Her approach to social work: ‘Problems do not define the person’

While in college in her native Kenya, Erikson Institute Professor Florence Kimondo, Ph.D., M.S.W., pursued a business path until she realized it wasn’t her true calling. So she redirected her energy toward U.S. graduate studies in social work, a field where she felt she could help children and families grappling with social and emotional challenges.

“The way children behave is often a manifestation of how they are feeling and being affected by their home life or social environment,” says Dr. Kimondo, acting director of Erikson Institute’s Master of Social Work program. “I became a social worker to give children and parents someone to open up to about what’s not OK with their lives and to find ways to help them.”

The whole person, the whole team

Social workers specializing in child development often interact with families in crisis. In Dr. Kimondo’s Foundation Field Instruction courses, she encourages students to view clients not through the lens of their difficulties, but rather from a strength-based perspective.

“As social workers, we often work with individuals experiencing moments of vulnerability, when feelings of inadequacy can become overwhelming,” she says. “But problems do not define the person. We must look beyond the issues to see the whole person and always be reflective of how we are using our skills to build relationships that lead to better outcomes for our clients.”

The interdisciplinary design of Erikson’s curriculum lends itself to engaging in collaborative, team-based practice. In first-year core courses, social work students learn alongside those training for careers in teaching or child development, says Dr. Kimondo, who served as a member of the steering committee that developed Erikson’s M.S.W. program. This unique strength of Erikson’s program gives graduates a head start in the real world, whether they end up employed by a social service agency, work in schools, or find a job in a different setting.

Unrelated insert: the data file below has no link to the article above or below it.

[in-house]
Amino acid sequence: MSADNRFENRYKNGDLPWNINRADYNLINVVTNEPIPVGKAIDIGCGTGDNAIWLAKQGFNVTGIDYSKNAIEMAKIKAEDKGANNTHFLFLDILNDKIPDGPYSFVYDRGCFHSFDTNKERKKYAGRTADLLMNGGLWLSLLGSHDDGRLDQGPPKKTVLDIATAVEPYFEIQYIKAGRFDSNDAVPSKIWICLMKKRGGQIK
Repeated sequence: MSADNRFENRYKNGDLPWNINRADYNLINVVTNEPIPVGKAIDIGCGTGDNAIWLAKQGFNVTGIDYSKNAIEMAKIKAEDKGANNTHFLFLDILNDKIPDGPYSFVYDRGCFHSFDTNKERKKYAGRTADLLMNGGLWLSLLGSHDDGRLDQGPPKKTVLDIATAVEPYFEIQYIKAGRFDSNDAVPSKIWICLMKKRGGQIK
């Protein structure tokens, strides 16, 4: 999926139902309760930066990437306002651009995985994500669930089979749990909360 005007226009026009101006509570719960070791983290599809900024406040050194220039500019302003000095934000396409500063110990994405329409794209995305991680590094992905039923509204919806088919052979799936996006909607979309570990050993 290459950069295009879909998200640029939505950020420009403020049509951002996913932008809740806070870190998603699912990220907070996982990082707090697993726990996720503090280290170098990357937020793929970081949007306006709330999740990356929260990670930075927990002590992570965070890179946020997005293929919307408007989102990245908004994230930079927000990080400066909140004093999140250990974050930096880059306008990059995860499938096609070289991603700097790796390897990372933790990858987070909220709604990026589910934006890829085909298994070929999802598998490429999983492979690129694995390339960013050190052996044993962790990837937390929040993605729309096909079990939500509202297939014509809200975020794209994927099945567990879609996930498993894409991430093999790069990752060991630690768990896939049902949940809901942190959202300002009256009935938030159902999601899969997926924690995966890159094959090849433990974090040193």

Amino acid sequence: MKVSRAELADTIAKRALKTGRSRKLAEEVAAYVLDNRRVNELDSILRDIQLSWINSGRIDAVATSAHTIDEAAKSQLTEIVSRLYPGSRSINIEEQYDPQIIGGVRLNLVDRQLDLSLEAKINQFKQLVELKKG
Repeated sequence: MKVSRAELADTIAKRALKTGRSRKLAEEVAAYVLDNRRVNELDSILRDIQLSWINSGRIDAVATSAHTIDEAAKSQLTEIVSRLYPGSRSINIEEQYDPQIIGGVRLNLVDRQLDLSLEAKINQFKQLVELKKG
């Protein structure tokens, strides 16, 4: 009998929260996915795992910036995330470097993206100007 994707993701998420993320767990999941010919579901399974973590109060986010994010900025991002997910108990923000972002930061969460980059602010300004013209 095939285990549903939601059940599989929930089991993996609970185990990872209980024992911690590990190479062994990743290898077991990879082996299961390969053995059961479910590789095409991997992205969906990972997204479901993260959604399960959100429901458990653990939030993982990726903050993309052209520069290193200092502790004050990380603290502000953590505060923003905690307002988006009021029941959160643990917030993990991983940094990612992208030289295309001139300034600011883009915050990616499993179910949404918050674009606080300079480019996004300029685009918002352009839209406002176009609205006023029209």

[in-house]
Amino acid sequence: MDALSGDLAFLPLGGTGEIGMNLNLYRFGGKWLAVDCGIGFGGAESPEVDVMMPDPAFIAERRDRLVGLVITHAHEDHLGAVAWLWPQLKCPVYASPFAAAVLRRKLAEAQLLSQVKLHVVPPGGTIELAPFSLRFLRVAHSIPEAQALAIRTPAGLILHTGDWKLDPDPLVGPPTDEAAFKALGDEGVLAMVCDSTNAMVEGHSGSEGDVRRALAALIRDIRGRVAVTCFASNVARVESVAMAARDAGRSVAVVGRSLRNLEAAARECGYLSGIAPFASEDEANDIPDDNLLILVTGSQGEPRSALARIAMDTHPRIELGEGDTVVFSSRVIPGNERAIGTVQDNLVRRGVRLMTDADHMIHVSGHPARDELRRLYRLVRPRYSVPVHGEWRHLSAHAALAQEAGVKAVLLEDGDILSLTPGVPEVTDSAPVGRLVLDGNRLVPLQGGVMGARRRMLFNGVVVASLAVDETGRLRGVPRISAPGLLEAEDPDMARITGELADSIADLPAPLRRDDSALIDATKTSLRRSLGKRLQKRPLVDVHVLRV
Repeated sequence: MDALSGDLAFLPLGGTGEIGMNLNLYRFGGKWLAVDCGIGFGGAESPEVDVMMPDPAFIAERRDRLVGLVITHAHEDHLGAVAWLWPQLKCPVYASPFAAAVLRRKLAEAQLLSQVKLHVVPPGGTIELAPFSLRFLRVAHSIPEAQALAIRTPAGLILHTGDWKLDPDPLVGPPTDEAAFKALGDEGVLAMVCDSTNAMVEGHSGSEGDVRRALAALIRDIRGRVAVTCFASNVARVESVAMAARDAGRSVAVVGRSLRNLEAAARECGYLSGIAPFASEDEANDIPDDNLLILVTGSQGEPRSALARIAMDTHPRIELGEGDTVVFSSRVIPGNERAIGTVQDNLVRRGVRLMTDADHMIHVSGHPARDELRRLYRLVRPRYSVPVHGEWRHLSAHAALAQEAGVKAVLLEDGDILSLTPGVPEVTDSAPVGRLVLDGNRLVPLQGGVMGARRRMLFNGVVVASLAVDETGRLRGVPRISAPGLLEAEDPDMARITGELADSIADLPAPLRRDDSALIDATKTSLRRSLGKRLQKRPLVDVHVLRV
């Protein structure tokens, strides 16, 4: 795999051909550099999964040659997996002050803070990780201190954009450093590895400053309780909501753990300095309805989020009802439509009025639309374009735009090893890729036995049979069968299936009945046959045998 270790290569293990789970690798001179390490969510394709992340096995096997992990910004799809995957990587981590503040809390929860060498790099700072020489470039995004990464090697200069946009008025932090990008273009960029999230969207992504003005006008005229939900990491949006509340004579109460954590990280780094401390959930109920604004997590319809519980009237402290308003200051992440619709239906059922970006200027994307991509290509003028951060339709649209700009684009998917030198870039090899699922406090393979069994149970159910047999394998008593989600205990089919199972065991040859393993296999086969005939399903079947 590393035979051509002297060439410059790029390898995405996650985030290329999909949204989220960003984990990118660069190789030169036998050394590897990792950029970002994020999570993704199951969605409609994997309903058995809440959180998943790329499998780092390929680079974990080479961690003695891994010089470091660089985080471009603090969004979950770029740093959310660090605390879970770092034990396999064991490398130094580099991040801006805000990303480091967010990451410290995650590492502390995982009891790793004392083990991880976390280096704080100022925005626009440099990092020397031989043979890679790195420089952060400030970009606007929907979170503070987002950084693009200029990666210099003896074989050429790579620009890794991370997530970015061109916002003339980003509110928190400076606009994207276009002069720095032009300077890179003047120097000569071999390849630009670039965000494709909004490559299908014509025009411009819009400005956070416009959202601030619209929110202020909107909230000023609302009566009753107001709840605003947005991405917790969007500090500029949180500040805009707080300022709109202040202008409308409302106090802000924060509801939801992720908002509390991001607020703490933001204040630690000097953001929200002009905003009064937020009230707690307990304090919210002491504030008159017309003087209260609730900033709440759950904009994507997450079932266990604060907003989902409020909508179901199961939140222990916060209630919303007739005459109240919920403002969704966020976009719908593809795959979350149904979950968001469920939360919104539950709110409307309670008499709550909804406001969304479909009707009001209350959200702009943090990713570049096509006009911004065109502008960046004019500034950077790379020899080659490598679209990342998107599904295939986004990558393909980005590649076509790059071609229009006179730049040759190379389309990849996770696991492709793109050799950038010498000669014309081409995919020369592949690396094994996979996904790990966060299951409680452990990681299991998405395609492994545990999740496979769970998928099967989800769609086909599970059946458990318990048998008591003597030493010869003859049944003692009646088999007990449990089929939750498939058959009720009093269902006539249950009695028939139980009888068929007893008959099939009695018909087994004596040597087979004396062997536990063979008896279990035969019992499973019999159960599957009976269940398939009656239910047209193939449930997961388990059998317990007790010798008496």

“Before they graduate, our students already have invaluable insight into the disciplines they will partner with in the future,” says Dr. Kimondo. “They gain a better appreciation of how they may work together with teachers, for example, to best help a child.”

Social-emotional melting pot

Erikson’s programs stress the importance of the cultural, social, racial, and family contexts in children’s development and learning, and Dr. Kimondo’s previous experience gave her insight into Erikson’s unique approach — first as a student in the Ph.D. in Child Development program at Erikson and now as a faculty member.

She previously worked at Chicago’s World Relief organization, providing therapy to immigrant children and families fleeing war-torn countries and seeking asylum in the United States. Her experience working with such traumatized individuals combined with her research interest in immigrant families adds another dimension to her work as a faculty member at Erikson. In the online Family and Culture course, for example, Dr. Kimondo asks students to examine how race, class, and ethnicity shape beliefs about development, parenting, and schooling.

“We live in a multicultural world,” she says. “We prepare our students to be always cognizant of how culture impacts social emotional development and how it informs their own professional practice.”

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